It is closing in on midterms and I am once again urging my students to utilize the time honoured tradition of "old school" techniques for studying. To this end, nothing beats a well crafted deck of flashcards. Remember those? You were probably first introduced to them in kindergarten when learning the alphabet or later in grade school when mastering simple arithmetic and multiplication tables. On the one side, a question or problem or image, and on the other, the solution or description to memorize.
When it comes to art history, students are often intimidated with the vast array of visual images that they are assigned to study for exams. The typical first or second year art history exam involves studying many dozens of art objects and being shown a small selection of these images projected on a screen for a set amount of time with the instructions to identify the artist, title, and date and answer a specific question related to the art work's form, content and/or context. While this may sound daunting, what I remind students of is that art history exams are among the only kind of test that provide the luxury of placing the "answer" as it were right in front of them. In other words, even if you cannot identify all of the art work's constituent elements, there is always the possibility of drawing from what you see, or being reminded by association what the answer to the question could be. This is especially true if you are a visual learner.
Enter the flashcard. At its simplest level, the flashcard is useful to help associate all of the relevant information gathered via lecture, textbook, and outside reference material into one focused place related to any individual art work. In the flashcard sets I used to make in university, I would glue a colour copy of any art work I was studying, while on the back, I would categorize the information I was studying into three categories based on
1) FORM: All of the details related to the medium, composition, scale, and description of the art work independent of meaning.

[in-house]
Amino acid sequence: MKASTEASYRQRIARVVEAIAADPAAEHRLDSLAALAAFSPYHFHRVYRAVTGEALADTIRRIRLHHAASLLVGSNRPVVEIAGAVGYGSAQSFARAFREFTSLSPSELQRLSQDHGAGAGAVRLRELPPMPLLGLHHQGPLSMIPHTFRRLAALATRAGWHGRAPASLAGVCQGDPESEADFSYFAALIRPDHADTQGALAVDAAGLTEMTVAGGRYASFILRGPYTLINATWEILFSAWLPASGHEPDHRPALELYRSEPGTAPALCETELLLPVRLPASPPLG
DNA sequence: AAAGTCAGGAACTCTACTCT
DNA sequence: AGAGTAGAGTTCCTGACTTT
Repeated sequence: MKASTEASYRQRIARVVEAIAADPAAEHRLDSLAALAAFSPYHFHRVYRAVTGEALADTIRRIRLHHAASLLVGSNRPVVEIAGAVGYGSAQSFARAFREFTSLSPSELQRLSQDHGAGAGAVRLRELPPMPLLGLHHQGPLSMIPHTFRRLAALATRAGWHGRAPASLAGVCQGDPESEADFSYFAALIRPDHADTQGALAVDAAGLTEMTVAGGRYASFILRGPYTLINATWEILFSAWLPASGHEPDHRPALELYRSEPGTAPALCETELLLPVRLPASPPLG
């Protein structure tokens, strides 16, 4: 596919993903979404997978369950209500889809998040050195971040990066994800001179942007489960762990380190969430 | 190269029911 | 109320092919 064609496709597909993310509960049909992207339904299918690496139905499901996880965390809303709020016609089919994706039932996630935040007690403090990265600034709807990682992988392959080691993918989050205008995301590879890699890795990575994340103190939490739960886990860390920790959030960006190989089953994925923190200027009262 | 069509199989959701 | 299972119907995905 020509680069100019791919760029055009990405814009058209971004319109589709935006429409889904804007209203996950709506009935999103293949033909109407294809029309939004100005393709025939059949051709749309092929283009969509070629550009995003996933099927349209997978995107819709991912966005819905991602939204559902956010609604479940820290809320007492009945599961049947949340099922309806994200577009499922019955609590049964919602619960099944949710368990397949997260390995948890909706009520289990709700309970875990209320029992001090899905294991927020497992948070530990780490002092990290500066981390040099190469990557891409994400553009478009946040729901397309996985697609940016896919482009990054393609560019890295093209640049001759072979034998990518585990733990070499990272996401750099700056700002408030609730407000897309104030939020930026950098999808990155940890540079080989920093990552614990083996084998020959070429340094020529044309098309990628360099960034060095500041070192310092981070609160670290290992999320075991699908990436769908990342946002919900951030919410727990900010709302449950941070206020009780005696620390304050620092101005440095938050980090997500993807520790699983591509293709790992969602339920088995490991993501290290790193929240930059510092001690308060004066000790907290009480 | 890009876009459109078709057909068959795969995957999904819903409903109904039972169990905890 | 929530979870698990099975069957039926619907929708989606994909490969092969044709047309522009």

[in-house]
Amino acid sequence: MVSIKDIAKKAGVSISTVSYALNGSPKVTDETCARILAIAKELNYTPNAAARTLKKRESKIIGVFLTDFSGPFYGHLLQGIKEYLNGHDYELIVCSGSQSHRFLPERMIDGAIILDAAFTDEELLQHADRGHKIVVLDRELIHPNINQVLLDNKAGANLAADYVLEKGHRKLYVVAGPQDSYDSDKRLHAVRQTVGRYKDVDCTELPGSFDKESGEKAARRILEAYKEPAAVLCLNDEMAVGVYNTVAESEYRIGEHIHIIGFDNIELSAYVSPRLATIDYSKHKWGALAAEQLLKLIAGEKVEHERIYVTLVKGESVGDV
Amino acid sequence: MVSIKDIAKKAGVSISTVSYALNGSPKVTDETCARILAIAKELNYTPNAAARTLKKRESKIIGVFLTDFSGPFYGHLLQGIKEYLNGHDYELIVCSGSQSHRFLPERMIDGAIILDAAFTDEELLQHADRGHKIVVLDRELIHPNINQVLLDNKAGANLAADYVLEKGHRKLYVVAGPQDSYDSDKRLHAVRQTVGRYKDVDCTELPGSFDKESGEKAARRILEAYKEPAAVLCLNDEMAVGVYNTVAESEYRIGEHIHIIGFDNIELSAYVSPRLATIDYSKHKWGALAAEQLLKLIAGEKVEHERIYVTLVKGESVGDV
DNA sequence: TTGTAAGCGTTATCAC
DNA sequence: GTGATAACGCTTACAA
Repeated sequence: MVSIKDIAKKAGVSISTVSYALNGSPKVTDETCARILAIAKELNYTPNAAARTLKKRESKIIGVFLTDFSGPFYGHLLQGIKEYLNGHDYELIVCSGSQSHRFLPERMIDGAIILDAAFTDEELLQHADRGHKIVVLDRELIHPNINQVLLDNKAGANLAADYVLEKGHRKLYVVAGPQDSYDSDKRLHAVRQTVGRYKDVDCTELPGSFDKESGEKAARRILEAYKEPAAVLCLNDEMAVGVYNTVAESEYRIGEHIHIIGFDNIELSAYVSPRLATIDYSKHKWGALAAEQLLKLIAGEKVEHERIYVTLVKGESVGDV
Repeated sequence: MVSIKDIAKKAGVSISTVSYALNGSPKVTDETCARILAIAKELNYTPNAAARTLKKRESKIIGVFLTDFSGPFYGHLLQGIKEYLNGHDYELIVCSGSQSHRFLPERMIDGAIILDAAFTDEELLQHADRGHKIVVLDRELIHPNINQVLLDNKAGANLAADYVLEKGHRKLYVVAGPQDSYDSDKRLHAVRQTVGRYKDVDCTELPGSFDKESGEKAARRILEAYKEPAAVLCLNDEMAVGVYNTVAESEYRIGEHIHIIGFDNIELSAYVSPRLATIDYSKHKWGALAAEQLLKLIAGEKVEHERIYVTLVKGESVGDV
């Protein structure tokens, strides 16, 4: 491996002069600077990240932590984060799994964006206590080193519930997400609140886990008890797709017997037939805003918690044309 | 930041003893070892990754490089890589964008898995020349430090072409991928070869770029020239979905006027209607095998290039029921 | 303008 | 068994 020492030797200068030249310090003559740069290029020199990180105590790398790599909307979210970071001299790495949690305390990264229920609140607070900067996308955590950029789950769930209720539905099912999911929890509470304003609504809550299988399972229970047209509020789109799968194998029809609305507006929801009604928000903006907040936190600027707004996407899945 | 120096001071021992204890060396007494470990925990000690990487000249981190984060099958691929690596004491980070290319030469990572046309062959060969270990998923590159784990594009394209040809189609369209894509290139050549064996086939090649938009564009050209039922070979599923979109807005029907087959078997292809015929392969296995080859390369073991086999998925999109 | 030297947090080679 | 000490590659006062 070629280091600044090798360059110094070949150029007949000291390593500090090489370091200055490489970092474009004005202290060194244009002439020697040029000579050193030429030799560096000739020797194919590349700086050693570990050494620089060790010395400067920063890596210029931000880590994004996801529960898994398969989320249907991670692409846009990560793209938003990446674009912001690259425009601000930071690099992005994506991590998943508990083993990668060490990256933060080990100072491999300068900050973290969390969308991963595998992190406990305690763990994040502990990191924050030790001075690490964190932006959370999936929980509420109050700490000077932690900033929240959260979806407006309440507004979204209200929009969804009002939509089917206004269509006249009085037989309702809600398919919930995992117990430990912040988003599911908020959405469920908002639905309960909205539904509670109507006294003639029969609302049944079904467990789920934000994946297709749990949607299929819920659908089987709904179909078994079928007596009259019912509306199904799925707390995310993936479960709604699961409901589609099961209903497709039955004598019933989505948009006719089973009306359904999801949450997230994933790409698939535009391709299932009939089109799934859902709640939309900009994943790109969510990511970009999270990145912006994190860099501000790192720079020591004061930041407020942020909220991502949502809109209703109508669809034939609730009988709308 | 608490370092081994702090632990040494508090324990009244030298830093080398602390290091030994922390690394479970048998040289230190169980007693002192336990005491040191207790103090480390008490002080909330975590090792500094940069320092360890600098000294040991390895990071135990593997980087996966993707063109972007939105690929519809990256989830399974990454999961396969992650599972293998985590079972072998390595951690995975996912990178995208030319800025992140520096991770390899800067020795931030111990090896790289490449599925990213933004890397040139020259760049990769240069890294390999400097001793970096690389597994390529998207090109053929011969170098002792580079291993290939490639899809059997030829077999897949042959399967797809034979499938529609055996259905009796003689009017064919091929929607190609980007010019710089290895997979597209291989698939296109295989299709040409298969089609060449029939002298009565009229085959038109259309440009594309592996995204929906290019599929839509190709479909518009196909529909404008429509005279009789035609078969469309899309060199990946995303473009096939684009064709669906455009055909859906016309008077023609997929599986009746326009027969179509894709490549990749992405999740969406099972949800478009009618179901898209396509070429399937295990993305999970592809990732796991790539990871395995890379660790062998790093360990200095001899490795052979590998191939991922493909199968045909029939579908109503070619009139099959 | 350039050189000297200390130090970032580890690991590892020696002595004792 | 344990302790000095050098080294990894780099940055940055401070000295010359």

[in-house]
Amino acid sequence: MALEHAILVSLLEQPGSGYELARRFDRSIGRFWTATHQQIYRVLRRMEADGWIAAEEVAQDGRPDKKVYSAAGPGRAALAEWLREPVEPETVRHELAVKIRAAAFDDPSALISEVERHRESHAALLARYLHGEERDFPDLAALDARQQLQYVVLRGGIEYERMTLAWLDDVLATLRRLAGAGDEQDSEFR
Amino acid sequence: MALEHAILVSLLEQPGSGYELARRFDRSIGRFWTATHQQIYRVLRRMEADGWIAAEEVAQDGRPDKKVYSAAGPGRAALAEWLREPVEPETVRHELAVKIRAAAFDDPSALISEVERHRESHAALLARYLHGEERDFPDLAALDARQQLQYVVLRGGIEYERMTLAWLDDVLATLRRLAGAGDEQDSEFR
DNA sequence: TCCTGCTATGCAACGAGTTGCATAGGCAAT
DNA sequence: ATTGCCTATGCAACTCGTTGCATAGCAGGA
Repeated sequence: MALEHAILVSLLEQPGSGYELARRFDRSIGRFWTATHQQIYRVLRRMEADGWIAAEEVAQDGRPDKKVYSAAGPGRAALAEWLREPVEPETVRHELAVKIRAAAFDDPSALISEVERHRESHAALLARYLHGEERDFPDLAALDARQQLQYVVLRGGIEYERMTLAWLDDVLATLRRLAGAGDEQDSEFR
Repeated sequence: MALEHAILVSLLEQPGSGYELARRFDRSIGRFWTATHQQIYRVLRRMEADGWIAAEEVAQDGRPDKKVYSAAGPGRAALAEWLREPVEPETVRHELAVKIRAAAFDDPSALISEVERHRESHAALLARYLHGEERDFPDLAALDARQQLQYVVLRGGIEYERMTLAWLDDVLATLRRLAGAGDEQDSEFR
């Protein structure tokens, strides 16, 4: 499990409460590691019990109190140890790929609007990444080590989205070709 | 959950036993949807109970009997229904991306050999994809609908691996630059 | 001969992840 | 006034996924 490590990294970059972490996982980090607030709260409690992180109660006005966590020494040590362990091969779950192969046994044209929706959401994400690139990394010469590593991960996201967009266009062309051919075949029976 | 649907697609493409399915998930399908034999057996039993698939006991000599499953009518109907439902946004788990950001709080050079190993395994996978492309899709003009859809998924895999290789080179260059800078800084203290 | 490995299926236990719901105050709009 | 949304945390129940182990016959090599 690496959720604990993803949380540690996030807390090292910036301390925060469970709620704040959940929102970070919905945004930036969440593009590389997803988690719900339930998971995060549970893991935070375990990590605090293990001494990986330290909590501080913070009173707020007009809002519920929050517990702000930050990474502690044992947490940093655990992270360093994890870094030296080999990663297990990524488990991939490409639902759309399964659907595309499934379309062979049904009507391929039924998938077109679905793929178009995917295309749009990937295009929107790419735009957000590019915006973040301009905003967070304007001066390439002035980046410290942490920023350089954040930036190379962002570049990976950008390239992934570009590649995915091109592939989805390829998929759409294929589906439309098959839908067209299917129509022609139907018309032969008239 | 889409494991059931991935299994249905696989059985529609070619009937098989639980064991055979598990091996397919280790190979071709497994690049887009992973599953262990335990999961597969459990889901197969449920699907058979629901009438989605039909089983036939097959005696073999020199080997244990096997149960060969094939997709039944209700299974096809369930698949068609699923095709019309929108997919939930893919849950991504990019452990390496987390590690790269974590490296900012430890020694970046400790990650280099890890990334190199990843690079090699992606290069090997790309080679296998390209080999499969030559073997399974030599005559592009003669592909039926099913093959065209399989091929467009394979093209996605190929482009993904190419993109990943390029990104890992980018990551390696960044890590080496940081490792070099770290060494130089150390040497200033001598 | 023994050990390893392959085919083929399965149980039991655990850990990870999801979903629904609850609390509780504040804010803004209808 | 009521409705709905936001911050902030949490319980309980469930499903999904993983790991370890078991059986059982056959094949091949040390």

2) CONTENT: The subject matter and story or implied meaning of the art work that is derived by simply assessing the work without knowledge of any additional historical information-- the "what you see is what you get" kind of thing related to the themes and ideas represented in the art work.
3) CONTEXT: This is the largest category of information that includes all of the relevant circumstances in which the art work was produced and circulated. To avoid getting overloaded with too many details, here is where I tell students to isolate those aspects of history, theory, and artist details that the professor focuses on in their lecture first, and then add in any additional information provided in the textbook that helps extend those observations afterwards. Remember that most professors will draw midterm questions directly from their own lecture notes, and/or focus on themes and ideas that were being discussed more broadly when the individual art object made its appearance in the lecture. This is why it is always a good idea to take lecture notes that tie big ideas and themes to specific art works under discussion.
Now, you can make these flashcards the old fashioned way using index cards, colour photocopies, scissors, glue and pen, or you can check out some of these techie methods listed below to produce digital flashcards, saving trees and maybe a bit of time (depending on whether you have digital notes and images handy). Either way, the creation of the flashcards is as important as the actual studying you will be doing with them later. Here are some free flashcard applications and software to check out that either I have used or have been used by my students:
- Flashcard Machine: This is one of the older of the applications, created by a BFA student who wanted to create a simple way to produce flashcards using digital means. It is very simple to use, but does require you to upload images to a database before using.
- Fauxflash: A simple, quick and easy set up for creating on-line flashcards. This site makes them public, so that you can share your flashcards and/or collaborate with friends, but you can also "hide" them by simply forgoing the addition of a category or easy to search title for your deck.
- Evernote Peek: For iPad users, this application works with your tablet cover to help create a desk top flashcard that shows you snippets of information that prompt you to figure out the information or image being memorized. This one requires a bit more set up, but it is private and can be more customized for those concerned with design.
- ProProfs Flashcards: this application is one that many of my students have used and allows users to create and share flashcards as a group over social media, making that art history scene in Social Network come to life in new ways!
The fun part begins after the flashcards are made. Enlist your friends, family, and loved ones (you know, the ones who keep asking you what you are up to in school) and have them test you with the cards. It is a proven fact that the best way to learn about a subject is to teach it to someone else, so it is great to use the flashcards with someone who knows little about your subject area. Their natural curiosity and questions will help draw out important information from you and put you in the position of "expert." You will also likely remember these bits of conversation when the image appears as if magic on the screen during an exam. And even if you cannot recall every detail, chances are you will remember enough information about the art work to provide a decent answer. Good luck studying!